Post-industrial shadow and light. Kunsthuis Gallery, Crayke, Yorks.
Post-industrial shadow and light. Kunsthuis Gallery, Crayke, Yorks.

Rural east Suffolk: undramatic, hard working agricultural landscape. I love its forms and colours in all seasons and weathers, expressing this in oils, watercolour and acrylic. My East Anglian work reflects the “grace of the ordinary" (H. Williams). Visits to other landscapes provide a fresh set of ideas. Scotland and Yorkshire featured in my 2017 collections. 'Post-industrial shadow and light' (above) is part of my Yorkshire remembered series.

Pushing the medium towards abstraction, using loosely applied glazes, I find out what the painting will be only as I follow this process over time.
I began painting in 1997 on moving from London to Suffolk. I am not formally trained but for several years worked individually with Julie Noad (oil painter) and in classes run by Wil Harvey (printmaker, watercolourist and oil painter).

As a Botany and Zoology graduate I have some understanding of the importance of coastal salt marshes, reed beds and water meadows many of which are now under threat. Living 5 miles inland along the River Blyth Valley in North Suffolk we are often aware how the Blyth is affected by tidal surges. If not contained within managed water meadows, these events can be very damaging. Nearer the coast, mudflats, reed beds and particularly salt marsh could do their work in dissipating the destructive power of high tides. But the force of tidal surges combined with the effects of climate change threaten the structure of these habitats which are now among the most threatened in the UK. Clive 'Saltmarsh' (2017), writes: "...saltmarshes represent one of Britain's rarest and most threatened major habitat types, far scarcer than lowland peatlands...or sand dunes." I have recently begin to explore three coastal areas in Suffolk, studying this vital habitat.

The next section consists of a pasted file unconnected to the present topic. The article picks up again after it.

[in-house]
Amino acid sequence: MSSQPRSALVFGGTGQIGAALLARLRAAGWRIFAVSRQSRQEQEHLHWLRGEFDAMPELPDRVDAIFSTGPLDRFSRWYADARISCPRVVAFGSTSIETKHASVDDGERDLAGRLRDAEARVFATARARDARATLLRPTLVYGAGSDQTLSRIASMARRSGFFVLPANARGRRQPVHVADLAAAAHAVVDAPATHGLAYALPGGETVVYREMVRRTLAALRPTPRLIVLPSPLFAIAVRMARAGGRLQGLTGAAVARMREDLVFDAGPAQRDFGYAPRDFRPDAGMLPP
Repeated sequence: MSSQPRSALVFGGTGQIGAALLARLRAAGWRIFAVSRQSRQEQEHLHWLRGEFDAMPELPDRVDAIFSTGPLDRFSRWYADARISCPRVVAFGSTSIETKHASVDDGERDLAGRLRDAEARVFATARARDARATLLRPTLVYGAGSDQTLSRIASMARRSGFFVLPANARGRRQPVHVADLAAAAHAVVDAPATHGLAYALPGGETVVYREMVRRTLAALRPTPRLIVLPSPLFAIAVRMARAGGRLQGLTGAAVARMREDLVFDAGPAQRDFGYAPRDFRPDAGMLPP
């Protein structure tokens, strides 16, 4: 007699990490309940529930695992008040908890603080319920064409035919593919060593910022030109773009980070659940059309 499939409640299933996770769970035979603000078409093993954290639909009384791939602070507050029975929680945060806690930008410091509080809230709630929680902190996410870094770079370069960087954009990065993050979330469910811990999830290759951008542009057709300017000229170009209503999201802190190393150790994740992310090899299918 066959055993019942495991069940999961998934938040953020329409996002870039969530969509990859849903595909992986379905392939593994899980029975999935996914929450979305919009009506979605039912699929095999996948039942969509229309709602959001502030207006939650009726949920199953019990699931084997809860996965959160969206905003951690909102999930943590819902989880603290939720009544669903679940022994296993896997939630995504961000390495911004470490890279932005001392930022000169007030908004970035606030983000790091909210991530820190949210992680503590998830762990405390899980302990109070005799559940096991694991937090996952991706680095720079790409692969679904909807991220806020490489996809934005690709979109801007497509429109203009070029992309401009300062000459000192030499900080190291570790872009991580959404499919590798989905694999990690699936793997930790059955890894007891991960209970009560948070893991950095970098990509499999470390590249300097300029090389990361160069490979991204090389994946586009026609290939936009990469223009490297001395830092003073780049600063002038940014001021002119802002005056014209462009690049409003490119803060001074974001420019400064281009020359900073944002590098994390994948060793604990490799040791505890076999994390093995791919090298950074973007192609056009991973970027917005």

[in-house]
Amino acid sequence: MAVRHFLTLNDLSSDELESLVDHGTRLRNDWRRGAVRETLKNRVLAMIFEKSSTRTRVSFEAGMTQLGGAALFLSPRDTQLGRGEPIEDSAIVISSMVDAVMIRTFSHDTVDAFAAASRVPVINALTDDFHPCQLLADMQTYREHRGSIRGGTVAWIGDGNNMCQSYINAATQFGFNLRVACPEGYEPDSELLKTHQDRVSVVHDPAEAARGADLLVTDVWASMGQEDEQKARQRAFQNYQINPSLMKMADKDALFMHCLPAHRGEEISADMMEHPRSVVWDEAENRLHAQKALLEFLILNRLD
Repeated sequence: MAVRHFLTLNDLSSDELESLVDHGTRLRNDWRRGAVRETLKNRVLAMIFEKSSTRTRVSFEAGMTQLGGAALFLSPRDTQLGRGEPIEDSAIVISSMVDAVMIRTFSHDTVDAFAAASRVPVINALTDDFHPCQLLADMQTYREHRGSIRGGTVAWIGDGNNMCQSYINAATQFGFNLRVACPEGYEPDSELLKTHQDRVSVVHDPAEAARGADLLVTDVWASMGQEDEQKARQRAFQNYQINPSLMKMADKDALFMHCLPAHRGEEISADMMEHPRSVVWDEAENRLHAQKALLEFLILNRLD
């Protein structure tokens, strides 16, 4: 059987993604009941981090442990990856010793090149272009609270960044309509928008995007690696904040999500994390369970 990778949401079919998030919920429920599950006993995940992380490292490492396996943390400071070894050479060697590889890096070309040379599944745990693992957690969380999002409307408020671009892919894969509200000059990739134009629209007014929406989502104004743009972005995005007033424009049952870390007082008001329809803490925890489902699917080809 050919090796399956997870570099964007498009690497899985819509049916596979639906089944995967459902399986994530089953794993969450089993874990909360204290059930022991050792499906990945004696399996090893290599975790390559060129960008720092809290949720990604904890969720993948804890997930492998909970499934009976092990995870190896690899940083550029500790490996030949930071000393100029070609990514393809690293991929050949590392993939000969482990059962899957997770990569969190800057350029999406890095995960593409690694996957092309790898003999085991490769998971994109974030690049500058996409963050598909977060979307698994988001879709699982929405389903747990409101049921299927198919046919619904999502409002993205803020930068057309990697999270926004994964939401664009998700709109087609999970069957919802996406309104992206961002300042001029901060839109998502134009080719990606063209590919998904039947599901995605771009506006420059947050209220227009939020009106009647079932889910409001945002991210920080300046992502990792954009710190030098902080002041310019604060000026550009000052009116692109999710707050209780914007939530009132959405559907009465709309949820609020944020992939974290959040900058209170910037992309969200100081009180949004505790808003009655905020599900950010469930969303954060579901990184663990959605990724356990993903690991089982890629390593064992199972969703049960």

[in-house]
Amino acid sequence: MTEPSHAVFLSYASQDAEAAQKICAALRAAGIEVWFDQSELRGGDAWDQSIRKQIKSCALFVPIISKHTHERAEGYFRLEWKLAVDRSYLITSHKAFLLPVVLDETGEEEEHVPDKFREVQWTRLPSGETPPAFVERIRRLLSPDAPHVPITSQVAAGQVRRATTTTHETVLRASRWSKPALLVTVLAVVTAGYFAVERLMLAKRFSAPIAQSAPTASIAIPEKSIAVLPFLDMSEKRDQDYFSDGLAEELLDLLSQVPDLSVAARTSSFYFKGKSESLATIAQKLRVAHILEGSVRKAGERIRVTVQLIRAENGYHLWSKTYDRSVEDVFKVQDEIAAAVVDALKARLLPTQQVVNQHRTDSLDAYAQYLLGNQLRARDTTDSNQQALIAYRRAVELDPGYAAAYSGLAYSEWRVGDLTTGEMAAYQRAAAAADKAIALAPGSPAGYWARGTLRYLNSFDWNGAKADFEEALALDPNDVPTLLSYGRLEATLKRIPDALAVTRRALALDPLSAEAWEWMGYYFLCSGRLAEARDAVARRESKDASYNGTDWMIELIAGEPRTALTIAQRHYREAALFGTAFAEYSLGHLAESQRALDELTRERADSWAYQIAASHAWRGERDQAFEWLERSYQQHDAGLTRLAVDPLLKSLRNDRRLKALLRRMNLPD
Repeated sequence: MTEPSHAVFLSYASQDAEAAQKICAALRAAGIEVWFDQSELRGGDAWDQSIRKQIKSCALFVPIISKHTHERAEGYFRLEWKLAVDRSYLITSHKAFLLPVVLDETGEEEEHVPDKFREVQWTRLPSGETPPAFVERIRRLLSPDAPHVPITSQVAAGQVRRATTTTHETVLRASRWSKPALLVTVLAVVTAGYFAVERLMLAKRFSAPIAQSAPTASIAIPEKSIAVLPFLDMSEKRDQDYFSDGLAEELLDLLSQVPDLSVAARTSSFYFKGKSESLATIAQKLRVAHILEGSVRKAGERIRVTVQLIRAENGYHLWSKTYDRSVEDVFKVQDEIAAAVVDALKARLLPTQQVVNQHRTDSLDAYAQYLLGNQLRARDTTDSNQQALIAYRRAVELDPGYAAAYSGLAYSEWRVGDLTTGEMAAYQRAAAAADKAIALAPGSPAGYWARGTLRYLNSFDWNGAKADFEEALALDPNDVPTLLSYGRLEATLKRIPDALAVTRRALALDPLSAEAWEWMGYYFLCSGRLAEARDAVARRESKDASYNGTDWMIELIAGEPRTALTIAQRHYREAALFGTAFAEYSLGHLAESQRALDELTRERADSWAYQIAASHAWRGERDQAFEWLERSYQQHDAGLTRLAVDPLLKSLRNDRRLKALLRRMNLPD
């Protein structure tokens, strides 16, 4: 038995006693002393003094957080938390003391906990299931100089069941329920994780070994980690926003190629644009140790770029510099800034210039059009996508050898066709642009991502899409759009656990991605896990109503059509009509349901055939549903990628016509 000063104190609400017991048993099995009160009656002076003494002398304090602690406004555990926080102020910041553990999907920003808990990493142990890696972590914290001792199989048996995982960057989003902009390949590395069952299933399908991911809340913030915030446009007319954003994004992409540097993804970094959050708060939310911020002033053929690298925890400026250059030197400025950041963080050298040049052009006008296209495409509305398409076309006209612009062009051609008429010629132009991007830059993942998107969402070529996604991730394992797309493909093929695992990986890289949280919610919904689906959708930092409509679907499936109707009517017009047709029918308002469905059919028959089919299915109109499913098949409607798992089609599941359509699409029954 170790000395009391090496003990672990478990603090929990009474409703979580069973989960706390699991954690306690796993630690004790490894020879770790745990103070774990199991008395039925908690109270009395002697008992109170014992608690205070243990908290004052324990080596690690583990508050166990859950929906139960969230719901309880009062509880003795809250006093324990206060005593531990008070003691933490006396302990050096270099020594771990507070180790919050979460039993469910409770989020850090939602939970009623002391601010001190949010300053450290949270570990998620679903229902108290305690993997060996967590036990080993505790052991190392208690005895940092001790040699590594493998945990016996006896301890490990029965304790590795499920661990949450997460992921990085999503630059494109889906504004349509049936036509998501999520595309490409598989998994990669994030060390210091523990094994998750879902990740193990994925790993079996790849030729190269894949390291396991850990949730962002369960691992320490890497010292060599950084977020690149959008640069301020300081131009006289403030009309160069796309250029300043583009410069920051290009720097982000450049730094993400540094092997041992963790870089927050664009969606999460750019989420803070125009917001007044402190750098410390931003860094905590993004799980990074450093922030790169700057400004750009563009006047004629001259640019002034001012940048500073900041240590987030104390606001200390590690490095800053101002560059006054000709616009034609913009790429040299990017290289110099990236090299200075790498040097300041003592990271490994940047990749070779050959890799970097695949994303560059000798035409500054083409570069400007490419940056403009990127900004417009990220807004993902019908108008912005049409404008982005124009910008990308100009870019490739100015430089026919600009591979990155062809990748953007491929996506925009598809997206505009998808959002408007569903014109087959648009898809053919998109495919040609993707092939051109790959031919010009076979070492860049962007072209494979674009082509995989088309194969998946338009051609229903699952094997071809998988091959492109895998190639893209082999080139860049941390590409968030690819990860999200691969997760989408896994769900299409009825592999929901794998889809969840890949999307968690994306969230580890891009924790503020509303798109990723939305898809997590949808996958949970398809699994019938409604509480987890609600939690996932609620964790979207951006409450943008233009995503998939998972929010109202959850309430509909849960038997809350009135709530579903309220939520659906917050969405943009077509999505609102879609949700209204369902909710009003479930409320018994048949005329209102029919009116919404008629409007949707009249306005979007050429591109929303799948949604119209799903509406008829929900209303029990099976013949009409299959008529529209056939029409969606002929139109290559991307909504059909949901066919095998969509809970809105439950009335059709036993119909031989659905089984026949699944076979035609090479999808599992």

In terms of what brought me to painting, I have meandered through life, along a not particularly thought-out path, discovering as I progressed, where my interests and skills lay. For nearly 30 years as a psychotherapist and Group Analyst, I accompanied people exploring their internal landscapes. My journey into mark-making has taken much the same form, following and eventually discerning the nature of the work. I've had work in The Mall Galleries and Bankside Gallery in London, and 2016 saw me on Sky Arts' "Landscape Artist of the Year" programme.